Twenthy-Second Sunday in Ordinary Time

There is no doubt that one of the most beautiful and touching musicals which endures through the years is The Wizard of Oz[1]. Every age group loves the story of Dorothy and her spunky dog, Toto. We cheer as the Wicked Witch of the West melts away, and love to watch Glinda The Good Witch wave her wand, as Dorothy discovers “there’s no place like home”[2].

But a few years ago, a new musical called Wicked burst upon the scene. Like a supermarket tabloid, Wicked tells us the “backstory” of the Wicked Witch of the West: her illegitimate birth, abusive father, and life of rejection, because she had been born green from a potion her mother drank! The question is posed, “Are people born wicked, or do they have wickedness thrust upon them?”.

Jesus answers that it is from within people, from our hearts, that the intention to do wicked things comes. No, we are not born wicked; God has created us and sees us as good. But we live in an incomplete world where evil is permitted to exist, for reasons we do not understand. So it is a hard, cold reality that, as good as we are, we are capable of doing wickedness, when we decide to act, or fail to act, in certain ways.

Lately, however, popular culture seems to have taken this to an extreme. When someone, our child especially, has done something wrong, psychologists (and talk show hosts) advise us to correct them by saying, “You’re a good person, Jack, but it’s just what you did by stealing your mother’s car, driving drunk, and mowing down those nuns in the crosswalk that was bad.”

We are told, for all the best reasons, to start building up self-esteem in childhood by continually praising a child’s every action and quality, including their failures. Their angry outbursts and refusal to obey are called “healthy independence”, and when they are jealous and tell lies about others to escape their own responsibility, “it’s just their way of creative problem-solving.”

But children are not fools. They usually have a very keen sense of right and wrong. Kids know what guilt feels like, and they don’t like that feeling. So, just like the adults they will become, they are tempted never to admit what they do wrong. Yet the very thing every child, teen-ager, and adult needs most is to be held to the standard of real truth.

The Pharisees, too, do not want to face the truth about their wrongdoing. If only they had the humility to admit they are jealous, angry, and power-hungry. But instead, they say yes to the temptation of keeping the letter of the law, while taking money from the poor instead of feeding them.

Like the Pharisees, we, too, often hide from the truth instead of coming to Jesus, who feels every beat of our hearts, and sees every thought clear through to our souls. Jesus knows intimately that no one is “born wicked.” And temptations are not sins, but they always encourage us to choose the wicked.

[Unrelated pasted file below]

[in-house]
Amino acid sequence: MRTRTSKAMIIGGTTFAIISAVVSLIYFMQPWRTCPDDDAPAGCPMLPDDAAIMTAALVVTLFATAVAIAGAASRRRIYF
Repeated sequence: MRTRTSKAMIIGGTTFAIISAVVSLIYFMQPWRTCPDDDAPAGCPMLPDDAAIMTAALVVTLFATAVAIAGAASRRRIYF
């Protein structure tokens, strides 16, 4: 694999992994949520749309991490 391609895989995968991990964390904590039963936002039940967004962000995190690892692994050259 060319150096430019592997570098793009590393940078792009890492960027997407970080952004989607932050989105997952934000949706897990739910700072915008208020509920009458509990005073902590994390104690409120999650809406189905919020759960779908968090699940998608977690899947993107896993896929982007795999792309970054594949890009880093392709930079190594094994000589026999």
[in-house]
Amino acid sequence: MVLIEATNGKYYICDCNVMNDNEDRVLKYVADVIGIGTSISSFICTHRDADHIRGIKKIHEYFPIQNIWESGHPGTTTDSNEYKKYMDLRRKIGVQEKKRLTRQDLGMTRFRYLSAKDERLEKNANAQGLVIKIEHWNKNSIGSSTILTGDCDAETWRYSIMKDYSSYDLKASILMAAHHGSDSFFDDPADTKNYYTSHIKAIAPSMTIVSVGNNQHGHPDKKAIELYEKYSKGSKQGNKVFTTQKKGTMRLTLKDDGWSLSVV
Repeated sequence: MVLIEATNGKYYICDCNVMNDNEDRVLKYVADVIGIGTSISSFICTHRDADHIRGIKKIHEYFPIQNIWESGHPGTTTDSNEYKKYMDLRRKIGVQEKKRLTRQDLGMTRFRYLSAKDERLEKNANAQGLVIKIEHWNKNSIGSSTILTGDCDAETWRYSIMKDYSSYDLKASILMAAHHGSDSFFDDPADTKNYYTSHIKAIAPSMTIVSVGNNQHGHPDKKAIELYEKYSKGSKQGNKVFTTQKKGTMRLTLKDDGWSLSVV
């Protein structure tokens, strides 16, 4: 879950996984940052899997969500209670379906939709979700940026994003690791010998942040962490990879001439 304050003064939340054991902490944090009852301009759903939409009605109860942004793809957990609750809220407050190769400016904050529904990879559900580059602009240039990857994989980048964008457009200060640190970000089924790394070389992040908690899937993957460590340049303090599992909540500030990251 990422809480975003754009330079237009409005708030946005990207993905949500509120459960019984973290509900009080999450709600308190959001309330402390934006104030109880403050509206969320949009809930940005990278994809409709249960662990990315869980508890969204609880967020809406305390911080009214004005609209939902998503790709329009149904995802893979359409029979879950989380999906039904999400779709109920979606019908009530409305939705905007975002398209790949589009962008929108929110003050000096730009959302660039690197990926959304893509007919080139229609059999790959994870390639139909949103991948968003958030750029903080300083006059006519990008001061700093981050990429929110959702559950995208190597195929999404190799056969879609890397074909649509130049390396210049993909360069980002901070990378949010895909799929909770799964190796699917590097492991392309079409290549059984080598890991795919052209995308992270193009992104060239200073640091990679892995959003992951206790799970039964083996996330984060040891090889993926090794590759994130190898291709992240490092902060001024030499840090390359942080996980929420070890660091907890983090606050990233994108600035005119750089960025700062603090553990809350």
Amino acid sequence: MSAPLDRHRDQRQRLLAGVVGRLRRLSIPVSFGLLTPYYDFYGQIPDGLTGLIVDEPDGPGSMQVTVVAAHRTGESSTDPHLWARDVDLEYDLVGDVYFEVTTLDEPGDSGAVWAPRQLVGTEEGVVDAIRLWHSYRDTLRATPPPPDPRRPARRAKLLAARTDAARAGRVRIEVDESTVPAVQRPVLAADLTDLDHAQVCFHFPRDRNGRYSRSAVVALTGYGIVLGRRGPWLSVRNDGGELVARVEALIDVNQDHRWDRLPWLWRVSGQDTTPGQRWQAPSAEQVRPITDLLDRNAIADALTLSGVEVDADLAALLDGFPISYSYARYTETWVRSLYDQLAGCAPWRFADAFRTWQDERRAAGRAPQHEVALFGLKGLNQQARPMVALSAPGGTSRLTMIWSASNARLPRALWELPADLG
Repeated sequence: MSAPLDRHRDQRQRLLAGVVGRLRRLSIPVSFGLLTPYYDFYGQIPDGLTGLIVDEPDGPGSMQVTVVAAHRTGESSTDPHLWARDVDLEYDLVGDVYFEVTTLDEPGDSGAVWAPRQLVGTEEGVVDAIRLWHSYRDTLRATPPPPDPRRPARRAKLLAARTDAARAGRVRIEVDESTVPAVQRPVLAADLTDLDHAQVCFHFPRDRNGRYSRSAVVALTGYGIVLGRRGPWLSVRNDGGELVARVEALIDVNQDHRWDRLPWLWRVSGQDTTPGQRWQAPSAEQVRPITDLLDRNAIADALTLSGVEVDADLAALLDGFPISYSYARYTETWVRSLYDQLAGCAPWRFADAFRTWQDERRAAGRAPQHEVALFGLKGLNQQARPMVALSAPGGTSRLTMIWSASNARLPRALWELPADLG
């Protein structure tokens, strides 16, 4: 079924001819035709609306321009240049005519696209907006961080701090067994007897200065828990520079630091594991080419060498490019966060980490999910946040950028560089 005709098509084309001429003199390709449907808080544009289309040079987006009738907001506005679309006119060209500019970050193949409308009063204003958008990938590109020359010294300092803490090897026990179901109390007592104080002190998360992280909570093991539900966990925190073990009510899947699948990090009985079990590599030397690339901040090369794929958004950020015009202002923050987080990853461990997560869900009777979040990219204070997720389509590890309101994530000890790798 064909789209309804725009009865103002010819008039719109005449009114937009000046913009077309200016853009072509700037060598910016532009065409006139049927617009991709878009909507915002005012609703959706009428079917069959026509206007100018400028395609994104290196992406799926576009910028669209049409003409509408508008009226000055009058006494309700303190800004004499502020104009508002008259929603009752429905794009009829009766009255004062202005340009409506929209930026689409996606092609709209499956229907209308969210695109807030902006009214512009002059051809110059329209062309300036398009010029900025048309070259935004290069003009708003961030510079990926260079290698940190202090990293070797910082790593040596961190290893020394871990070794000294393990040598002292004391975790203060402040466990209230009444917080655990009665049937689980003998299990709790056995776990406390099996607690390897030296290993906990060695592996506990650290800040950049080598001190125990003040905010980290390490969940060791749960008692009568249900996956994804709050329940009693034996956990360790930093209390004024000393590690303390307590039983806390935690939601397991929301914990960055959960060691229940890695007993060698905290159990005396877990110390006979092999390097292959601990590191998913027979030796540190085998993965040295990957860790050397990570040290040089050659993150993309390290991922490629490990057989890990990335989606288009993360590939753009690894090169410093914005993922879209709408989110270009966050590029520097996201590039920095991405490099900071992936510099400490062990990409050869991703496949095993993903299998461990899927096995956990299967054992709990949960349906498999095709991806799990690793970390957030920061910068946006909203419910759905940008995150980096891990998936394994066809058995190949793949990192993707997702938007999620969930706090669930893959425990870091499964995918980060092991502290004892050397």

Jesus, too, had to pray to resist the devil’s temptation to take control, to change things for the better. Jesus was even tempted to despair, and on the cross cried out, My God, why have you abandoned me?[3] So “God knows” how hard we struggle with all the temptations in our own lives; Jesus knows all of our choices, and either cries or rejoices with us at the results.

But if wickedness was not planted in us at birth, something else was. St. James says, Humbly welcome the word which has been planted in you, and is able to save your souls. Humility is the key. And love is the word that was planted in us.

Temptations are laughed about in our culture: “boys will be boys,” “girls just want to have fun,” as if it’s “only human” to sin, and sin often. It isn’t sin which is human—sin is inhuman, because it comes from the Evil One, the devil. And think how un-funny the effects of sin are—it causes addiction and death, wrecks many lives, destroys us and every beautiful thing we hold dear.

But Jesus says to us, “I came so you would know your human identity is sacred. My Father loved you into life, and you are God’s own beloved daughters and sons. Don’t trash your bodies or your spirits!” When we welcome temptations and play around with them, we do trash our origin, and our true identity.

Gianna Jessen is a young woman whose mother tried to abort her, but failed. A nurse decided to save the burnt and dying fetus. Gianna could spend her life bitterly angry, scarred by rejection, hating everyone. She rejects that temptation, and instead encourages women and men to choose life for their babies. “You are made for greatness,” she says[4].

Choose greatness: Humbly welcome the love Jesus has planted in you, and make choices every day that lead to a fully human life! ■

[1] The Wizard of Oz is a 1939 American musical-fantasy film mainly directed by Victor Fleming and based on the 1900 children’s novel The Wonderful Wizard of Oz by L. Frank Baum.
[2] Sunday 30th August, 2009, 22ND SUNDAY IN ORDINARY TIME. Readings: Deuteronomy 4:1-2, 6-8. The just will live in the presence of the Lord—Ps 14(15):2-5. James 1:17-18, 21-22, 27. Mark 7:1-8, 14-15, 21-23.
[3] Psalm 22.
[4] Jessen's biological mother was 17 years old when she sought an instillation abortion at 30 weeks of pregnancy. The abortion procedure failed, and Jessen was born alive and premature, with severe injury that resulted in physical atrophy and cerebral palsy. Subsequently, Jessen's biological parents, each aged 17, put Jessen up for adoption. Cfr

Y entonces uno se queda con la Iglesia, que me ofrece lo único que debe ofrecerme la Iglesia: el conocimiento de que ya estamos salvados –porque esa es la primera misión de la Iglesia, el anunciar la salvación gracias a Jesucristo- y el camino para alcanzar la alegría, pero sin exclusividades de buen pastor, a través de esa maravilla que es la confesión y los sacramentos. La Iglesia, sin partecitas.

laus deo virginique matris